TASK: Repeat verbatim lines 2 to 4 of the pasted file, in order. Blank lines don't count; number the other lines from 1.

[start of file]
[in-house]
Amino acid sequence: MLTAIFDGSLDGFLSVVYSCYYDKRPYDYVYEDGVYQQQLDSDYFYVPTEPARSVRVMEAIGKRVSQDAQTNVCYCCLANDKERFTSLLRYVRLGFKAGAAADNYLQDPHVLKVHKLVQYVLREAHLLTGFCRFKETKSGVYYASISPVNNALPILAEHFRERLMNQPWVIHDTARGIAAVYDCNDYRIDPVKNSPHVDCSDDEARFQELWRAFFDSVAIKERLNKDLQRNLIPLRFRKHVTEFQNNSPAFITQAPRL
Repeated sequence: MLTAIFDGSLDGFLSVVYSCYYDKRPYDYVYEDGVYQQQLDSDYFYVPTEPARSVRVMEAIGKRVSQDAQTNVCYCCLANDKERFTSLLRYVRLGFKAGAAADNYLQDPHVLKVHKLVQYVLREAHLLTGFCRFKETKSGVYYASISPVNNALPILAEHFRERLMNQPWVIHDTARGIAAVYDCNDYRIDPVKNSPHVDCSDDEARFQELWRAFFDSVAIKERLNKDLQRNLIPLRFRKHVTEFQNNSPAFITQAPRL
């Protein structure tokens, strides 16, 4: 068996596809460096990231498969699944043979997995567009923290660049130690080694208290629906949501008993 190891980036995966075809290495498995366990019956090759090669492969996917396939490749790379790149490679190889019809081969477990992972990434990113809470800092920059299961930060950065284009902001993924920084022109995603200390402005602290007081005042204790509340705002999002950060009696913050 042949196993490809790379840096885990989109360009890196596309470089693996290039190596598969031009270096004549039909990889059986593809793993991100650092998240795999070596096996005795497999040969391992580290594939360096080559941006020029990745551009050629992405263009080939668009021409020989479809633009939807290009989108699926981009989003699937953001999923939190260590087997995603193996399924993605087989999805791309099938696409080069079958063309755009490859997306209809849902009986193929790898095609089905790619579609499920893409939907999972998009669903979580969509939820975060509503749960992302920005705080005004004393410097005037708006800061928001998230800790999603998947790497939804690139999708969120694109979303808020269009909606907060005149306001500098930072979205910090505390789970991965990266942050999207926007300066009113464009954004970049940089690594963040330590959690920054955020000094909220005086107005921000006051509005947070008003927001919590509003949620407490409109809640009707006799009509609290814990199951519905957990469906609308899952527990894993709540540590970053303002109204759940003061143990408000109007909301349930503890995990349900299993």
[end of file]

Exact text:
Amino acid sequence: MLTAIFDGSLDGFLSVVYSCYYDKRPYDYVYEDGVYQQQLDSDYFYVPTEPARSVRVMEAIGKRVSQDAQTNVCYCCLANDKERFTSLLRYVRLGFKAGAAADNYLQDPHVLKVHKLVQYVLREAHLLTGFCRFKETKSGVYYASISPVNNALPILAEHFRERLMNQPWVIHDTARGIAAVYDCNDYRIDPVKNSPHVDCSDDEARFQELWRAFFDSVAIKERLNKDLQRNLIPLRFRKHVTEFQNNSPAFITQAPRL
Repeated sequence: MLTAIFDGSLDGFLSVVYSCYYDKRPYDYVYEDGVYQQQLDSDYFYVPTEPARSVRVMEAIGKRVSQDAQTNVCYCCLANDKERFTSLLRYVRLGFKAGAAADNYLQDPHVLKVHKLVQYVLREAHLLTGFCRFKETKSGVYYASISPVNNALPILAEHFRERLMNQPWVIHDTARGIAAVYDCNDYRIDPVKNSPHVDCSDDEARFQELWRAFFDSVAIKERLNKDLQRNLIPLRFRKHVTEFQNNSPAFITQAPRL
């Protein structure tokens, strides 16, 4: 068996596809460096990231498969699944043979997995567009923290660049130690080694208290629906949501008993 190891980036995966075809290495498995366990019956090759090669492969996917396939490749790379790149490679190889019809081969477990992972990434990113809470800092920059299961930060950065284009902001993924920084022109995603200390402005602290007081005042204790509340705002999002950060009696913050 042949196993490809790379840096885990989109360009890196596309470089693996290039190596598969031009270096004549039909990889059986593809793993991100650092998240795999070596096996005795497999040969391992580290594939360096080559941006020029990745551009050629992405263009080939668009021409020989479809633009939807290009989108699926981009989003699937953001999923939190260590087997995603193996399924993605087989999805791309099938696409080069079958063309755009490859997306209809849902009986193929790898095609089905790619579609499920893409939907999972998009669903979580969509939820975060509503749960992302920005705080005004004393410097005037708006800061928001998230800790999603998947790497939804690139999708969120694109979303808020269009909606907060005149306001500098930072979205910090505390789970991965990266942050999207926007300066009113464009954004970049940089690594963040330590959690920054955020000094909220005086107005921000006051509005947070008003927001919590509003949620407490409109809640009707006799009509609290814990199951519905957990469906609308899952527990894993709540540590970053303002109204759940003061143990408000109007909301349930503890995990349900299993």